Why Weren’t Alarm Bells Ringing?


Almost nobody predicted the immense economic crisis that overtook the United States and Europe in 2008. If someone claims that he did, ask how many other crises he predicted that didn’t end up happening. Stopped clocks are right twice a day, and chronic doomsayers sometimes find themselves living through doomsday.

Martin Wolf
Martin Wolf; drawing by James Ferguson

But while prediction is hard, especially about the future, this doesn’t let our economic policy elite off the hook. On the eve of crisis in 2007 the officials, analysts, and pundits who shape economic policy were deeply, wrongly complacent. They didn’t see 2008 coming; but what is more important is the fact that they even didn’t believe in the possibility of such a catastrophe. As Martin Wolf says in The Shifts and the Shocks, academics and policymakers displayed “ignorance and arrogance” in the runup to crisis, and “the crisis became so severe largely because so many people thought it impossible.”

Did supposed experts really think that nothing like what did happen could happen? Yes. In his 2003 presidential speech to the American Economic Association, Robert Lucas of the University of Chicago, the most influential macroeconomist of the late twentieth century, asserted that “the central problem of depression prevention has been solved, for all practical purposes, and has in fact been solved for many decades.” What he meant was that modern policymakers wouldn’t repeat the mistakes that, according to the prevailing wisdom, made the Great Depression possible.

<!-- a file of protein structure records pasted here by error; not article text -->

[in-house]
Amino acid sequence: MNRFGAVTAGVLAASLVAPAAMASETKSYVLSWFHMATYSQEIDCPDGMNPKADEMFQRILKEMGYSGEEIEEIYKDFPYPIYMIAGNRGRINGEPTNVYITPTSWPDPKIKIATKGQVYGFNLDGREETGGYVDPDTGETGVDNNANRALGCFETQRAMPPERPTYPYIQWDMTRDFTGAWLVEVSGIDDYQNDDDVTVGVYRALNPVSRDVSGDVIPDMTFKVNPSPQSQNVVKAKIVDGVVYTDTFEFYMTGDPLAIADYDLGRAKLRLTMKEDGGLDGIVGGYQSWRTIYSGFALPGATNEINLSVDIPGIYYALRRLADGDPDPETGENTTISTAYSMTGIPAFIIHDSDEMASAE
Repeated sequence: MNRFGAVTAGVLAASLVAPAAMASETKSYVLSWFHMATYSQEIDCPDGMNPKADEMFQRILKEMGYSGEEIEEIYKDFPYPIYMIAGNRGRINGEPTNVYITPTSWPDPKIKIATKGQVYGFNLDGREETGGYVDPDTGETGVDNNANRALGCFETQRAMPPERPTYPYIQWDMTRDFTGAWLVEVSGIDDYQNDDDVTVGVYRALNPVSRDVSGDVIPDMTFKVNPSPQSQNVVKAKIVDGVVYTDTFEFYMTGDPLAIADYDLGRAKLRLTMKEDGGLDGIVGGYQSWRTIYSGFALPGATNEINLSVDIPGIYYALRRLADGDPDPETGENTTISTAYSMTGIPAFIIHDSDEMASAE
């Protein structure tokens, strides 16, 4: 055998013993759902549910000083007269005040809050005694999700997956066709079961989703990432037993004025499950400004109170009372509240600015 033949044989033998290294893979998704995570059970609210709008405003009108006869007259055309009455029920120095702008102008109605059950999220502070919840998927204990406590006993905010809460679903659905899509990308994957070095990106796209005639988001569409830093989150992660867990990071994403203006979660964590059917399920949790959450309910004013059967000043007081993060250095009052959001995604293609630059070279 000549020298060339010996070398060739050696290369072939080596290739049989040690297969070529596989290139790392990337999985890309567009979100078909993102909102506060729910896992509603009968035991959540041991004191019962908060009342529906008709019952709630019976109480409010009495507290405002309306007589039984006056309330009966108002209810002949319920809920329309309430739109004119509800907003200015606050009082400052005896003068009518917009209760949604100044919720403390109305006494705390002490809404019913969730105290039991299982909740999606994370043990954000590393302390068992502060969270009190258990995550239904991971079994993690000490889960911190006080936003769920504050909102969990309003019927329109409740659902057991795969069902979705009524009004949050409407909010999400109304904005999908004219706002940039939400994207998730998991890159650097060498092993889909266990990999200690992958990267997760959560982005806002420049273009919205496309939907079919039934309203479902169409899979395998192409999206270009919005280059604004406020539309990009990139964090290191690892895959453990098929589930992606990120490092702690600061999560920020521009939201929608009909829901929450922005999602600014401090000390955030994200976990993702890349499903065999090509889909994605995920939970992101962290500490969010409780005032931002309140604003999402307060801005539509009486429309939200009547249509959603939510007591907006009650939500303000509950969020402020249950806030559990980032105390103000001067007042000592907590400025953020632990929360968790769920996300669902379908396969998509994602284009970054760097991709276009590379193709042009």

In particular, Milton Friedman had convinced many economists that depression prevention is actually a fairly simple task, which can be carried out by technocrats at the central banks that control national money supplies. According to Friedman, the Great Depression occurred only because the Federal Reserve failed to do its job in the 1930s; if it had acted to rescue troubled banks and prevent a fall in the money supply, catastrophe would have been avoided.

At a celebration of Friedman’s ninetieth birthday, Ben Bernanke, an eminent monetary economist and Depression scholar who would become Fed chairman a few years later, accepted this verdict: “You’re right, we did it. We’re very sorry. But thanks to you, we won’t do it again.”

Then crisis struck, and major central banks—the Fed under Bernanke’s leadership, the European Central Bank, the Bank of England—did everything Friedman said they should have done in the 1930s. Troubled banks were rescued; money supplies were sustained. And we got a depression all the same.

True, in the United States we can comfort ourselves slightly with the observation that, bad as our experience has been, it hasn’t been as bad as the 1930s; but in Europe, where a weak recovery stalled in 2011, and growth between 2007 and 2014 was slower than between 1929 and 1936, they can’t even say that.

How could such a thing happen? If you try to follow the economic debate by listening to the talking heads on TV, or even from press…

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